Shoulder Labrum: Episode 47

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Shoulder Labrum: Episode 47

Lets start with what the labrum is and does. It is a cartilaginous soft tissue that helps to deepen the relationship between the humorous and the glenoid. The bones that make up the shoulder joint. The bones have a relationship similar to a golf ball and tee, except they are at an 80-degree angle to each other. To keep the bones from falling away from each other the labrum, ligaments and muscles work together to hold them in place. When we see shoulder labrum issues we are usually talking about a SLAP tear. This is an acronym that stands for Superior Labrum Anterior Posterior. This potion of the labrum is where the long head of the biceps brachii attaches. The biceps will tug on the labrum and in bad cases pull the labrum off the bony glenoid. This can result in pain, clicking, loss of ROM and changes to function. Or there can be very little issue. The most common causes of labrum injury are traumatic, usually dislocation or participation in throwing and other overhead sports. Imaging, typically with contrast can be helpful in seeing a tear however, physical examination is very good at determining if a probably tear exists. The most common special tests: Apprehension with Relocation, Load and shift, Sulcus sign, Crank test, and O’brien test. Symptom pattern is often pain referral by the axillary nerve into the deltoid and teres minor as well as pain in the long head of the biceps tendon. With audible clicking and feeling of instability.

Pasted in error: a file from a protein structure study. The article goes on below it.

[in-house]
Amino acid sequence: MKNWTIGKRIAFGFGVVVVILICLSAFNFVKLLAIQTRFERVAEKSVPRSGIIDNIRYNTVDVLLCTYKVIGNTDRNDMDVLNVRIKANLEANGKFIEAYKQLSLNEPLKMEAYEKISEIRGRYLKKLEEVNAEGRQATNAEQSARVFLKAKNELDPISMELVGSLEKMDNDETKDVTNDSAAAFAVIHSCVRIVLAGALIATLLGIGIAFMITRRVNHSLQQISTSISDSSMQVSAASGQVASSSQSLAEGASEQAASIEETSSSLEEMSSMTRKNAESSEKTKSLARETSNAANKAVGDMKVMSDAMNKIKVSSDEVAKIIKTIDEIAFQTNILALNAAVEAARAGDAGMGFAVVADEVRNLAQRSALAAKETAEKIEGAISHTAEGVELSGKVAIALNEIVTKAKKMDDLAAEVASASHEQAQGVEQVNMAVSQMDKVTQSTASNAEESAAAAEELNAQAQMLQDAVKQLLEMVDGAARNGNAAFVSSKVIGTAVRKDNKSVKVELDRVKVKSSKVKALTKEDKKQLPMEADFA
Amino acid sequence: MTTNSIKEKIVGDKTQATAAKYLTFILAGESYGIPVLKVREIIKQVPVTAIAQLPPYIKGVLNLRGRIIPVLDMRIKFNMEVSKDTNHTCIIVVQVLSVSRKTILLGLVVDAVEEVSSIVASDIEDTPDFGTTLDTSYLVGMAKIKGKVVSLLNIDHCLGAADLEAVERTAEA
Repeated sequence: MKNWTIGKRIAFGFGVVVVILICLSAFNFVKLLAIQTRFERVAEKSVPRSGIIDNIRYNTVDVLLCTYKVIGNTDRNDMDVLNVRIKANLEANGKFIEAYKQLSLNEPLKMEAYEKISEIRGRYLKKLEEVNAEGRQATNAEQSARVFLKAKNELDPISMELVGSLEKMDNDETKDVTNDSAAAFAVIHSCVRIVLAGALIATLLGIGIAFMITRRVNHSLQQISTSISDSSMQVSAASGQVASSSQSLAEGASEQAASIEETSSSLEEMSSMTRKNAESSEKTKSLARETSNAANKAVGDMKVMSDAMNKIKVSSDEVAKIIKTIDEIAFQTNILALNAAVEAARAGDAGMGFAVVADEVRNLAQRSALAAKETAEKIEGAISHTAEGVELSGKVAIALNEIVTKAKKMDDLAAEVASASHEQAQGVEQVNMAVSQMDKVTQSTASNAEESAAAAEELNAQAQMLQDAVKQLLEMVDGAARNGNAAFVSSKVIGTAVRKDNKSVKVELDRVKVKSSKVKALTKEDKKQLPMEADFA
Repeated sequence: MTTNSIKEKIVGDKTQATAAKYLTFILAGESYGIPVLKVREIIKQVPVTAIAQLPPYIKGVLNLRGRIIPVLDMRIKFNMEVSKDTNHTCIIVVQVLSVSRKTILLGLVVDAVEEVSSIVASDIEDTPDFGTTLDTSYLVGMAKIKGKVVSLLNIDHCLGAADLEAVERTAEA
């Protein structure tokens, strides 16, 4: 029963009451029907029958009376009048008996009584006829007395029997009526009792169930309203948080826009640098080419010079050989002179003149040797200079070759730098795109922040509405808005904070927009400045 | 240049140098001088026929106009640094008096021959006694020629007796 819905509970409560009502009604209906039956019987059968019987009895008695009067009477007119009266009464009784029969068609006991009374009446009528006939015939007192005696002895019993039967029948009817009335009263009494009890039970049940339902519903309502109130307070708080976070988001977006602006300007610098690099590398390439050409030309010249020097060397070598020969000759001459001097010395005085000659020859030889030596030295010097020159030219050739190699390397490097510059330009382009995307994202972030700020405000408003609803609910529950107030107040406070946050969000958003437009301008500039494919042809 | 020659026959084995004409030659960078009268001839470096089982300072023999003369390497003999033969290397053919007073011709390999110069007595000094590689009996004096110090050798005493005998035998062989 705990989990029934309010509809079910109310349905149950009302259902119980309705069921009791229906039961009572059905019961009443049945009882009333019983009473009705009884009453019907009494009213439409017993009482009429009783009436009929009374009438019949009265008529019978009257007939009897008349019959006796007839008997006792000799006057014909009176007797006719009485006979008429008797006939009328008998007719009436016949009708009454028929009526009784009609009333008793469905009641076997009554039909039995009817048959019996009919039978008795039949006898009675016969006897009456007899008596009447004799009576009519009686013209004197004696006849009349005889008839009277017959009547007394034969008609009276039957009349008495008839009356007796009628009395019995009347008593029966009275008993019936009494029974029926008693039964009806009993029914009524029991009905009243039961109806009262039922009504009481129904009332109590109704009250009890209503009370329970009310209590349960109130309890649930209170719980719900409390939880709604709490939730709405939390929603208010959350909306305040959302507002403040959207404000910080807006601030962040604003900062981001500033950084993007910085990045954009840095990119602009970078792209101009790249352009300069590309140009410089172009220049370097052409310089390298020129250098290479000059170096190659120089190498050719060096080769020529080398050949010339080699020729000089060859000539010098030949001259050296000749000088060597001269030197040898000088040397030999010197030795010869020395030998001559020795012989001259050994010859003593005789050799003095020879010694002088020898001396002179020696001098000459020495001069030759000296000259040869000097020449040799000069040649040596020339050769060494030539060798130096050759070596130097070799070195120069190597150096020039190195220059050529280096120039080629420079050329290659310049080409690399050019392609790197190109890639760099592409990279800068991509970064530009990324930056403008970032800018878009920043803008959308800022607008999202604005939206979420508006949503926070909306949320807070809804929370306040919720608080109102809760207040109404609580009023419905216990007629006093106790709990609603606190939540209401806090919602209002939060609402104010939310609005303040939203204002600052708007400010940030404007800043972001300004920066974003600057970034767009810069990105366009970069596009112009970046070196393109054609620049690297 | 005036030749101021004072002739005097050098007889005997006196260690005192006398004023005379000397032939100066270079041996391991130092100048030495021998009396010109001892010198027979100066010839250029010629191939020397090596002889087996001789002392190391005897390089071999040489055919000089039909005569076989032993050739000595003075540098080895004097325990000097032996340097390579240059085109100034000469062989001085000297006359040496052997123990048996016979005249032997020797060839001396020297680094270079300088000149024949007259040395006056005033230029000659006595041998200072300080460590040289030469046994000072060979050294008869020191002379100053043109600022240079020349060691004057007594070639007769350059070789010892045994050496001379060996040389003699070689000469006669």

Other episodes you might be interested in:
Shoulder Pain: Episode 4
Upper and Lower Extremity Posture: Episode 8
Rotator Cuff Injury: Episode 18
Imaging: Episode 45

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